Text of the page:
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Villette

14. The Fête
As soon as Georgette was well, madame sent her away into the country. I was sorry; I
loved the child, and her loss made me poorer than before. But I must not complain. I
lived in a house full of robust life; I might have had companions and I chose solitude.
Each of the teachers in turn made me overtures of special intimacy; I tried them all. One I
found to be an honest woman, but a narrow thinker, a coarse feeler, and an egotist. The
second was a Parisienne, externally refined - at heart, corrupt - without a creed, without a
principle, without an affection: having penetrated the outward crust of decorum in this
character, you found a slough beneath. She had a wonderful passion for presents; and, in
this point, the third teacher - a person otherwise characterless and insignificant - closely
resembled her. This last-named had also one other distinctive property - that of avarice.
In her reigned the love of money for its own sake. The sight of a piece of gold would
bring into her eyes a green glisten, singular to witness. She once, as a mark of high
favour, took me upstairs, and, opening a secret door, showed me a hoard - a mass of
coarse, large coin - about fifteen guineas, in five-franc pieces. She loved this hoard as a
bird loves its eggs. These were her savings. She would come and talk to me about them
with an infatuated and persevering dotage, strange to behold in a person not yet twenty-
five.
The Parisienne on the other hand, was prodigal and profligate (in disposition, that is: as to
action, I do not know). That latter quality showed its snake-head to me but once, peering
out very cautiously. A curious kind of reptile it seemed, judging from the glimpse I got;
its novelty whetted my curiosity: if it would have come out boldly, perhaps I might
philosophically have stood my ground, and coolly surveyed the long thing from forked
tongue to scaly tail-tip; but it merely rustled in the leaves of a bad novel; and, on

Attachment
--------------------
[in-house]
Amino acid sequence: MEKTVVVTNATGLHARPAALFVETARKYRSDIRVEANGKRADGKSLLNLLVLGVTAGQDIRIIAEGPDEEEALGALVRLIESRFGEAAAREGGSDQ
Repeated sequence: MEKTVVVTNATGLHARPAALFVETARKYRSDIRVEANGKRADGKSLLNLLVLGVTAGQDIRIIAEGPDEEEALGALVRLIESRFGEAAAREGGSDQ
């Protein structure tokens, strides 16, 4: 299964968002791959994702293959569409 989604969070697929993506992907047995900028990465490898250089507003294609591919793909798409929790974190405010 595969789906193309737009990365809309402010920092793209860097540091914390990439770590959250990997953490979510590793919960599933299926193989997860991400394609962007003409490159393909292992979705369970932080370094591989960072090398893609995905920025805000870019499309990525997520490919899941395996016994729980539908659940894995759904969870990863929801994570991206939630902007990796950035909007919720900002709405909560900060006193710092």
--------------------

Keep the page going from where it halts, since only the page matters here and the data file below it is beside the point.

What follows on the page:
encountering a hasty and ill-advised demonstration of wrath, recoiled and vanished,
hissing. She hated me from that day.
This Parisienne was always in debt; her salary being anticipated, not only in dress, but in
perfumes, cosmetics, confectionery and condiments. What a cold, callous epicure she was
in all things! I see her now. Thin in face and figure, sallow in complexion, regular in
features, with perfect teeth, lips like a thread, a large prominent chin, a well-opened, but
frozen eye, of light at once craving and ingrate. She mortally hated work, and loved what
she called pleasure, being an insipid, heartless, brainless dissipation of time.
Madame Beck knew this woman's character perfectly well. She once talked to me about
her, with an odd mixture of discrimination, indifference, and antipathy. I asked why she
kept her in the establishment. She answered plainly, 'because it suited her interest to do
so'; and pointed out a fact I had already noticed, namely that Mademoiselle St. Pierre
possessed, in an almost unique degree, the power of keeping order amongst her
undisciplined ranks of scholars. A certain petrifying influence accompanied and
surrounded her: without passion, noise, or violence, she held them in check as a
breezeless frost air might still a brawling stream. She was of little use as far as
communication of knowledge went, but for strict surveillance and maintenance of rules
 
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